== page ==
Fig. 1

(A) Nanoparticle superlattice engineering with DNA, unlike conventional particle crystallization, allows for independent control of three important design parameters (particle size, lattice parameters, and crystallographic symmetry) by separating the identity of the particle from the variables that control its assembly. (B) The DNA strands that assemble these nanoparticle superlattices consist of (i) an alkyl-thiol moiety and 10-base nonbinding region, (ii) a recognition sequence that binds to a DNA linker, (iii) a spacer sequence of programmable length to control interparticle distances, and (iv) a “sticky end” sequence that drives nanoparticle assembly via DNA hybridization interactions. Although only a single linkage is shown schematically here, DNA-NPs typically contain tens to hundreds of DNA linkers per particle. (C to I) The superlattices reported herein are isostructural with (C) fcc, (D) bcc, (E) hcp, (F) CsCl, (G) AlB2, (H) Cr3Si, and (I) Cs6C60 lattices. From left to right, each panel contains a model unit cell (not to scale), 1D and 2D (inset) x-ray diffraction (SAXS) patterns, and a TEM image of resin-embedded superlattices, along with the unit cell viewed along the appropriate projection axis (inset). Lines in the model denote edges of the unit cell; individual DNA connections are omitted for clarity. SAXS data are plots of nanoparticle superlattice structure factor S(q) (y axis, arbitrary units) versus scattering vector q (x axis, Å−1). Black traces are experimental data; blue traces are modeled SAXS patterns for perfect lattices. All scale bars in the TEM images are 50 nm. See (19) for a complete list of particle sizes and lattice parameters.

We used polyvalent conjugates of DNA and gold nanoparticles (DNA-NPs) as the basic building blocks for assembling superlattices, for which programmable recognition and hybridization interactions between DNA strands drive the assembly process (Fig. 1B). The key hypothesis in this work is that the maximization of DNA hybridization events between adjacent particles is a more important factor in determining lattice stability than all other forces in the system. Synthetically controllable variations in nucleotide sequence allowed us to change the overall hydrodynamic size and coordination environment (and thus the hybridization behavior) of the particles, without the need to alter the structure of the inorganic nanoparticle core (25, 1518). We used synchrotron-based small-angle x-ray scattering (SAXS) to characterize all lattices reported herein, because it allows for in situ analysis of highly solvated materials. We also have developed a complementary method to embed these superlattices in a resin, which enables their characterization by transmission electron microscopy (TEM) (17). However, we note that the embedding process results in a slight deformation and disordering of the lattices, and that it significantly reduces the crystal lattice parameters as determined with in situ SAXS measurements.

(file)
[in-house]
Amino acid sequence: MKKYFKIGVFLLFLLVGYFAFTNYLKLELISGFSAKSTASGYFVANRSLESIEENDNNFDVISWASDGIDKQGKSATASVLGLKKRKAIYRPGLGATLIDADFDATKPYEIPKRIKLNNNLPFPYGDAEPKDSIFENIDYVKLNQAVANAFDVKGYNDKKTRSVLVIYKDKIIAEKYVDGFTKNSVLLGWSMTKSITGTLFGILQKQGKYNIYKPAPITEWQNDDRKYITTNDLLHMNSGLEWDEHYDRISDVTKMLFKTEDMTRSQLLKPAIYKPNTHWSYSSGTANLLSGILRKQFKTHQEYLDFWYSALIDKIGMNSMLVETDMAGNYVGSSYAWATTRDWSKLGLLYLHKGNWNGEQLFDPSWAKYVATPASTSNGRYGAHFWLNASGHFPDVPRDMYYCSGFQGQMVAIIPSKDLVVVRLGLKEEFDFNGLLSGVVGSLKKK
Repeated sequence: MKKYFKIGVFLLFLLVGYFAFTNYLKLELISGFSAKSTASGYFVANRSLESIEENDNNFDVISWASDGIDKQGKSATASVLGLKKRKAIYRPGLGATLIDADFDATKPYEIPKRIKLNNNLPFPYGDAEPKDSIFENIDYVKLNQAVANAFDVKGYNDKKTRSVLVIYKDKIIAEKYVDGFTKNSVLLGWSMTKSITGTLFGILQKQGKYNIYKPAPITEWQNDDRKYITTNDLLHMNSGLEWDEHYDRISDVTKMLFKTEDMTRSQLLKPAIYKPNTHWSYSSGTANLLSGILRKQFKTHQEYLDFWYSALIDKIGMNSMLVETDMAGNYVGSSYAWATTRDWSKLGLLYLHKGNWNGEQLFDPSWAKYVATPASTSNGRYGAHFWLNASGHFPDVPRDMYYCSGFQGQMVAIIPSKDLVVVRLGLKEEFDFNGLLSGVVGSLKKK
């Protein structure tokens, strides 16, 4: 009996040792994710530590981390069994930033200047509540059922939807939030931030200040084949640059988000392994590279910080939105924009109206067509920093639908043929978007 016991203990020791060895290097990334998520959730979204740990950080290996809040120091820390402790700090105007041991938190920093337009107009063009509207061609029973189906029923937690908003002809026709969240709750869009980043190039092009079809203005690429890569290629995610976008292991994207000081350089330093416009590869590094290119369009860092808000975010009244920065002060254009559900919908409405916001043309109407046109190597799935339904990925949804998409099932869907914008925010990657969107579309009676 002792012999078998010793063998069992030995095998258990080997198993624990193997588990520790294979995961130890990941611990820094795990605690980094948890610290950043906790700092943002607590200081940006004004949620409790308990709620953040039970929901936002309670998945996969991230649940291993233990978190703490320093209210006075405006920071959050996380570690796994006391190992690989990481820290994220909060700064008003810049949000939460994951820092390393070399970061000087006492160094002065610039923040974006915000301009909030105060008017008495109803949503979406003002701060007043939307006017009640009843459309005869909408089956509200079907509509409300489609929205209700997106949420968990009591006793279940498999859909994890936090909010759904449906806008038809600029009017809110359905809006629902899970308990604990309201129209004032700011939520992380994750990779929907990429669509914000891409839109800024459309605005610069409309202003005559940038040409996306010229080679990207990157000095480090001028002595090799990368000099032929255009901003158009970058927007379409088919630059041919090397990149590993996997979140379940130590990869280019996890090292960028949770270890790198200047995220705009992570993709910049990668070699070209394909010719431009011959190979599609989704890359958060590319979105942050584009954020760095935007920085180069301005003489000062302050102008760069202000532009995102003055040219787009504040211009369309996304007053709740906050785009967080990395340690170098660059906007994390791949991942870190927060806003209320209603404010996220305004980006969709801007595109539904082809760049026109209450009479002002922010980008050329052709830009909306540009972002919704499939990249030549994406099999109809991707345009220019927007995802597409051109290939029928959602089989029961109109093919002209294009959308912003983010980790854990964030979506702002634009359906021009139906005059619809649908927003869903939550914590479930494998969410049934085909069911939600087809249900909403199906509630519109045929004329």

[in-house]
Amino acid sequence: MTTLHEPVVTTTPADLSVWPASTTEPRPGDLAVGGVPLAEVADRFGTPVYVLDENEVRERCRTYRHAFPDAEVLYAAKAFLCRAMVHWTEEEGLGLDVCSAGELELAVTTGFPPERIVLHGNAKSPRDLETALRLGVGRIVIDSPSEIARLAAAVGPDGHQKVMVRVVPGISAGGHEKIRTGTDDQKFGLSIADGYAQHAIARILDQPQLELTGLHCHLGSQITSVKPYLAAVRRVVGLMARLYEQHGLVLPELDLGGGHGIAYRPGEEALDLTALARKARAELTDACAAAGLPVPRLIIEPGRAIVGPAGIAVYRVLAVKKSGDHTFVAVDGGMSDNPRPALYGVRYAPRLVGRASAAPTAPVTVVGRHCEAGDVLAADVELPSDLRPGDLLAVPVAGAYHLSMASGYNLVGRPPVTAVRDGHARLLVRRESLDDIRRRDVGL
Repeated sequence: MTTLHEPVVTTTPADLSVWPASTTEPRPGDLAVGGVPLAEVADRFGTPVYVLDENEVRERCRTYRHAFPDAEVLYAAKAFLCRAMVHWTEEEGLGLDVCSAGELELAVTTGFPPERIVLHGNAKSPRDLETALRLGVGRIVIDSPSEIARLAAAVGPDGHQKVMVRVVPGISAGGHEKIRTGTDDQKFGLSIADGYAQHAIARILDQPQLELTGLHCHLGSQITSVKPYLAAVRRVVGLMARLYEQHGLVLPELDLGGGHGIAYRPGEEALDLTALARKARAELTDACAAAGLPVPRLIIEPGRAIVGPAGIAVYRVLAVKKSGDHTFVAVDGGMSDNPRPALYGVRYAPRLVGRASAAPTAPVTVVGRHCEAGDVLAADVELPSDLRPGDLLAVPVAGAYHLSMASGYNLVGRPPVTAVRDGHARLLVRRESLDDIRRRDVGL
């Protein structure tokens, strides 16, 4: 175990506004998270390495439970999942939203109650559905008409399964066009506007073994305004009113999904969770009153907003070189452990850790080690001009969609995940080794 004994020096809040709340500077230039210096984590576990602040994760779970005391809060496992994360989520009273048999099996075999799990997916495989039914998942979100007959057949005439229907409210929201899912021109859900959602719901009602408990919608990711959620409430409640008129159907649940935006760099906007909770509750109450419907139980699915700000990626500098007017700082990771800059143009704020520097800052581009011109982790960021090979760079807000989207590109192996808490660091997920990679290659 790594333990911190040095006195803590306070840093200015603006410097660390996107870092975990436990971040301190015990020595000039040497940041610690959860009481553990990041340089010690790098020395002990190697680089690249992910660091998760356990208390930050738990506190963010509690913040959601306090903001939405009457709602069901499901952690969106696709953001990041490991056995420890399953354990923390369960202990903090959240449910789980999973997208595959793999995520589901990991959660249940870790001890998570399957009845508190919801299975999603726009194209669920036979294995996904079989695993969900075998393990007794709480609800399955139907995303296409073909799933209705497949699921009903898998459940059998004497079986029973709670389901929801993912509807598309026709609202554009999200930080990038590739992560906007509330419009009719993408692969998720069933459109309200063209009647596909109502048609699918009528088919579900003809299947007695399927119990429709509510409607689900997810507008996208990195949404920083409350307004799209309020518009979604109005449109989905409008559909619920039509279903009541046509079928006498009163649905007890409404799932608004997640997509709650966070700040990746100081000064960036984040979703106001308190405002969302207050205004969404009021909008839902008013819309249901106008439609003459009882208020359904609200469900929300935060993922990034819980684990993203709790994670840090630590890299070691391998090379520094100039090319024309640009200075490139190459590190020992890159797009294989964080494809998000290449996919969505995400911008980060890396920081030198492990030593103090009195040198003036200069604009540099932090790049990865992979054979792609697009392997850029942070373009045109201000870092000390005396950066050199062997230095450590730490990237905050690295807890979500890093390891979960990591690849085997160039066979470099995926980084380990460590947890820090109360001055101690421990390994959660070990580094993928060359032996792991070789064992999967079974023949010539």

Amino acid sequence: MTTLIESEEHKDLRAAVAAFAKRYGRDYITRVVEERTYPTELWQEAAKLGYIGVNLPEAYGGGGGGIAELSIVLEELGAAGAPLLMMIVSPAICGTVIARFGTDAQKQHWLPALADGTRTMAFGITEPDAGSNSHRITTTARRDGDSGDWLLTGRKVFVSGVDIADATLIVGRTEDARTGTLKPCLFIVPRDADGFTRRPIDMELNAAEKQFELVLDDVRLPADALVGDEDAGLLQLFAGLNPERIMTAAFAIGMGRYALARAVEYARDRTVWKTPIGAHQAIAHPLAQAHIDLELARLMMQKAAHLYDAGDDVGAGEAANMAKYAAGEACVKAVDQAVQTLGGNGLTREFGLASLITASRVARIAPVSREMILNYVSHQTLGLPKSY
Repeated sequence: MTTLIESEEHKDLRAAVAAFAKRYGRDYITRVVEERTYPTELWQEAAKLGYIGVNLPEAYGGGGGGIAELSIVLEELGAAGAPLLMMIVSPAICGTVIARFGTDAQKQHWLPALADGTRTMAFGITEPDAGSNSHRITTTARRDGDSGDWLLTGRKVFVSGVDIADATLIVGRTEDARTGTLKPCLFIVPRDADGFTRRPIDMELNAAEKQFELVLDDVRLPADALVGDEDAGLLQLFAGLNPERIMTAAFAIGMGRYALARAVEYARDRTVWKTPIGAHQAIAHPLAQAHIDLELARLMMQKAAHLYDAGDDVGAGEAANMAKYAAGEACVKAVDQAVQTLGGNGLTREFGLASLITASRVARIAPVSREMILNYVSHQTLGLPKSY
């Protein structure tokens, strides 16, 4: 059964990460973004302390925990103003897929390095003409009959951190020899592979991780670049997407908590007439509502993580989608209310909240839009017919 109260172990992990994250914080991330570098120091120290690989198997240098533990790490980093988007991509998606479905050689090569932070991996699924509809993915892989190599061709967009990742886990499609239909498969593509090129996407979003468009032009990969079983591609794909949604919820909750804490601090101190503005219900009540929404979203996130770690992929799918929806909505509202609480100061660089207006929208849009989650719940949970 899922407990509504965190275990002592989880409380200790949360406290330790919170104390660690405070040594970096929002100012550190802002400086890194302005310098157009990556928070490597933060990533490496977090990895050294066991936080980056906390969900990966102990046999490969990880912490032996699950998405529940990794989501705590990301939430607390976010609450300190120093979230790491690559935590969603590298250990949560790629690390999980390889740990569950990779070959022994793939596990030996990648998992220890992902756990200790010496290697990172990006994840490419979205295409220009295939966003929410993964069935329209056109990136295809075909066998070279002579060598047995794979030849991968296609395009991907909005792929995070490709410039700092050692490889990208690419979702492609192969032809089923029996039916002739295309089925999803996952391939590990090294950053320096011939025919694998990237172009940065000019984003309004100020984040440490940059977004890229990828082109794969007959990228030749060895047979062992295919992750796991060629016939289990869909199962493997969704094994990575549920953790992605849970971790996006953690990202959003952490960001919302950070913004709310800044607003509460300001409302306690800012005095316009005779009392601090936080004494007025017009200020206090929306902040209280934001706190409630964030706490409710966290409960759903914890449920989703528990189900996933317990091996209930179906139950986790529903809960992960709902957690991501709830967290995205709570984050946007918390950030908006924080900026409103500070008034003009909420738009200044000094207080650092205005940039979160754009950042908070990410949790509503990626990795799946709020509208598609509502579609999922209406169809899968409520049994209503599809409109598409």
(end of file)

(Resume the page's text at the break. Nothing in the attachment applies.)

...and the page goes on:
In a typical experiment, we assembled DNA-NP superlattices using oligonucleotide linker strands that, upon binding to a DNA-NP, present a short, single-stranded DNA “sticky end” at a controllable distance from the nanoparticle surface (19) (fig. S1 and table S1). This distance dictates the interparticle spacing in a programmable manner (16). Because of the polyvalent nature of the DNA-NPs, each NP hybridizes to multiple linker strands and subsequently forms tens to hundreds of sticky end duplexes to adjacent NPs, enabling the construction of lattices that are indefinitely stable under ambient conditions. However, because individual sticky end connections are weak (a single sticky end duplex is not stable on its own at room temperature) and therefore transient, upon thermal annealing, DNA-NPs can shift positions within the material to ultimately form ordered lattices (15). Although all of the structures we describe are made with gold NPs, the assembly process should also be applicable to any other NP that can be densely functionalized with oligonucleotides.